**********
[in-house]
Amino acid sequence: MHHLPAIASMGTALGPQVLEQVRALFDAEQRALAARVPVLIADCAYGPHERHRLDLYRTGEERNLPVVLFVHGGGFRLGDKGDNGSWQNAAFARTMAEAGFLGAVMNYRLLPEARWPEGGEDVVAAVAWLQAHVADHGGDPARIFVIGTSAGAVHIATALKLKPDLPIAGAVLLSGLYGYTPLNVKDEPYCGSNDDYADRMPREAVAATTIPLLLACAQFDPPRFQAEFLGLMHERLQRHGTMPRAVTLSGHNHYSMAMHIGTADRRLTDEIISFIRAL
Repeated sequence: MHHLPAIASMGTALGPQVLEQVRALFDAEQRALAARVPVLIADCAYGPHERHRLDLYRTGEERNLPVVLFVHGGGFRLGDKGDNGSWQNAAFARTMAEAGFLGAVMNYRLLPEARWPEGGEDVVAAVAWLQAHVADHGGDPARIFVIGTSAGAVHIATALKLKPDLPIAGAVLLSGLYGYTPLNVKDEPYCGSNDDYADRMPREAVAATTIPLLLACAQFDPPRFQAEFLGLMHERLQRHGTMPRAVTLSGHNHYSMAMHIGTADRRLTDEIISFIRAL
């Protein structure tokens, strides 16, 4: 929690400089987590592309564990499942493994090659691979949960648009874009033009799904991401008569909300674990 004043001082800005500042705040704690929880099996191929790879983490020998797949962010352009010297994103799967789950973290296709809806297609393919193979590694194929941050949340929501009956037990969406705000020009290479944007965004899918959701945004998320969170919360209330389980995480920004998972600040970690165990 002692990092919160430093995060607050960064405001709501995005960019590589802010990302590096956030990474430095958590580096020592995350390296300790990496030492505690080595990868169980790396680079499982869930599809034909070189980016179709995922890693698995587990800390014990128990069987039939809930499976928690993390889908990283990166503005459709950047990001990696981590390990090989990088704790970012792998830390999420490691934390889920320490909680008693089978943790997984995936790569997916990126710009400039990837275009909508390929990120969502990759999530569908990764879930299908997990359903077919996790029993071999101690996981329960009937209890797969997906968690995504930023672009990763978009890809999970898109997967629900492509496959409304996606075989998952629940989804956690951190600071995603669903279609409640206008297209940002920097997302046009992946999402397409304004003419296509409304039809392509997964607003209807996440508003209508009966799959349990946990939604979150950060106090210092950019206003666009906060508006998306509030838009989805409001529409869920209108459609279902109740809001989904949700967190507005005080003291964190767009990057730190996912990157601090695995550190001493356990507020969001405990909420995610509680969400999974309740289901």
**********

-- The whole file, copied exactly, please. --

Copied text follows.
[in-house]
Amino acid sequence: MHHLPAIASMGTALGPQVLEQVRALFDAEQRALAARVPVLIADCAYGPHERHRLDLYRTGEERNLPVVLFVHGGGFRLGDKGDNGSWQNAAFARTMAEAGFLGAVMNYRLLPEARWPEGGEDVVAAVAWLQAHVADHGGDPARIFVIGTSAGAVHIATALKLKPDLPIAGAVLLSGLYGYTPLNVKDEPYCGSNDDYADRMPREAVAATTIPLLLACAQFDPPRFQAEFLGLMHERLQRHGTMPRAVTLSGHNHYSMAMHIGTADRRLTDEIISFIRAL
Repeated sequence: MHHLPAIASMGTALGPQVLEQVRALFDAEQRALAARVPVLIADCAYGPHERHRLDLYRTGEERNLPVVLFVHGGGFRLGDKGDNGSWQNAAFARTMAEAGFLGAVMNYRLLPEARWPEGGEDVVAAVAWLQAHVADHGGDPARIFVIGTSAGAVHIATALKLKPDLPIAGAVLLSGLYGYTPLNVKDEPYCGSNDDYADRMPREAVAATTIPLLLACAQFDPPRFQAEFLGLMHERLQRHGTMPRAVTLSGHNHYSMAMHIGTADRRLTDEIISFIRAL
């Protein structure tokens, strides 16, 4: 929690400089987590592309564990499942493994090659691979949960648009874009033009799904991401008569909300674990 004043001082800005500042705040704690929880099996191929790879983490020998797949962010352009010297994103799967789950973290296709809806297609393919193979590694194929941050949340929501009956037990969406705000020009290479944007965004899918959701945004998320969170919360209330389980995480920004998972600040970690165990 002692990092919160430093995060607050960064405001709501995005960019590589802010990302590096956030990474430095958590580096020592995350390296300790990496030492505690080595990868169980790396680079499982869930599809034909070189980016179709995922890693698995587990800390014990128990069987039939809930499976928690993390889908990283990166503005459709950047990001990696981590390990090989990088704790970012792998830390999420490691934390889920320490909680008693089978943790997984995936790569997916990126710009400039990837275009909508390929990120969502990759999530569908990764879930299908997990359903077919996790029993071999101690996981329960009937209890797969997906968690995504930023672009990763978009890809999970898109997967629900492509496959409304996606075989998952629940989804956690951190600071995603669903279609409640206008297209940002920097997302046009992946999402397409304004003419296509409304039809392509997964607003209807996440508003209508009966799959349990946990939604979150950060106090210092950019206003666009906060508006998306509030838009989805409001529409869920209108459609279902109740809001989904949700967190507005005080003291964190767009990057730190996912990157601090695995550190001493356990507020969001405990909420995610509680969400999974309740289901």